Bill Clinton and black America /

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Main Author: Wickham, DeWayne.
Other Authors: Clinton, Bill, 1946-
Format: Book
Published:New York : Ballantine Books, 2002.
Edition:1st ed.
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Review by Publisher's Weekly Review

The first black president: "single-parent household, born poor, working-class, saxophone playing, McDonald's-and-junk-food-loving boy from Arkansas" was how Nobel Prize-winner Toni Morrison described Bill Clinton. And, indeed, Clinton enjoyed his highest rating with blacks even when his popularity was at its lowest. This collection of short pieces and interviews with Clinton, edited by USA Today columnist Wickham (Woodholme: A Black Man's Story of Growing up Alone), gathers a wide variety of black professionals, politicians and intellectuals addressing the myriad issues on which African-Americans engaged with the president. Terry Edmonds (Clinton's director of speech writing) captures the heart of this relationship in his statement, "for Clinton, black America was never an afterthought." Harvard Medical School psychiatrist Alvin Poussaint was troubled by Clinton's attack on Sister Souljah "for being anti-white," but was still won over by the president's appointments of black judges, cabinet and subcabinet members, and by his attendance at black churches and singing of hymns. The collection is at its best when it mixes personal anecdotes (law professor Mary Frances Berry telling Clinton jokes during a Black History Month dinner) with substantive analysis, as when William H. Gray III of the United Negro College Fund reports on helping Clinton revise his disastrous Haitian refugees policy. While a great deal of the material here states the obvious (actor/producer Tim Reid's statement that "he's given the black people something that no one has given them at this point: hope"), what comes through again and again is the manner in which his black constituency felt well represented by Clinton. (Feb.) Forecast: Clinton's current Harlem base of operations is just one more gesture of solidarity with the African-American community. But with the former president's political role in flux, this book's main audience will be those wanting a walk through the 1990s' White House domestic policy making as well as the African-Americans and many others with cases of Clinton nostalgia. (c) Copyright PWxyz, LLC. All rights reserved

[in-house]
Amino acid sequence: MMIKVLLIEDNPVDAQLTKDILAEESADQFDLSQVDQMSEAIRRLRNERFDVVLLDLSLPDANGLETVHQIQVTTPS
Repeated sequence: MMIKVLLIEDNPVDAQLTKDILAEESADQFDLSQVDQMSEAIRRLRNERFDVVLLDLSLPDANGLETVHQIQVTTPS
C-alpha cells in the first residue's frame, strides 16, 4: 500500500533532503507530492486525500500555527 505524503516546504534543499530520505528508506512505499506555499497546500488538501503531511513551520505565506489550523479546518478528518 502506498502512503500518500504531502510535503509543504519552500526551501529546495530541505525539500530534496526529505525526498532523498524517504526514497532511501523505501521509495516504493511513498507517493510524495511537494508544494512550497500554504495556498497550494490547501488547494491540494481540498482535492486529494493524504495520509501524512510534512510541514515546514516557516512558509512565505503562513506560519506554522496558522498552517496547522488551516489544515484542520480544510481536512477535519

(c) Copyright PWxyz, LLC. All rights reserved
Review by Kirkus Book Review

USA Today columnist Wickham (Woodholme, 1995, etc.) surveys a wide range of African-Americans to find out why so many of them were drawn to the Clinton presidency. Black people's overwhelming approval of Clinton during his years in the White House remains somewhat puzzling in the face of a number of policies that adversely and disproportionately affected the African-American community, including the three-strike sentencing rule, drastic welfare "reform," and firm support for the death penalty, not to mention such weak-kneed acts as pulling Lani Guinier's nomination for assistant attorney general for civil rights. Among the dozens of people Wickham interviewed, famous folks and average citizens alike most frequently identified the factors mitigating these disappointments as Clinton's aura, his comfort level when talking with blacks, his basic intelligence, his speech style, his sax-playing, and (on a more practical level) the economic upswing that braced the country during his second term. One important strain is expressed by novelist Toni Morrison, who notes that "Clinton displays almost every trope of blackness: single-parent household, born poor, working-class, saxophone-playing, McDonald's-and-junk-food-loving boy from Arkansas," and echoed by Harvard law professor Charles Ogletree: "As a southerner, as a Democrat, as someone who grew up in segregated Arkansas, he understands the black experience." Clinton's appointment of African-Americans to cabinet, senior staff, and judicial positions was critical; so too were his comments about Africa being the cradle of civilization and his apology for slavery and the nation's 400-year mistreatment of an entire people. Wickham also includes pertinent speeches by, and a long, post-presidency interview with, Clinton, but it is the words of African-Americans that strike home most forcefully. Better editing would have eliminated the excessive number of redundant comments, but this sampling feels honest as it offers both instinctive and intellectual appraisals of the Clinton appeal.

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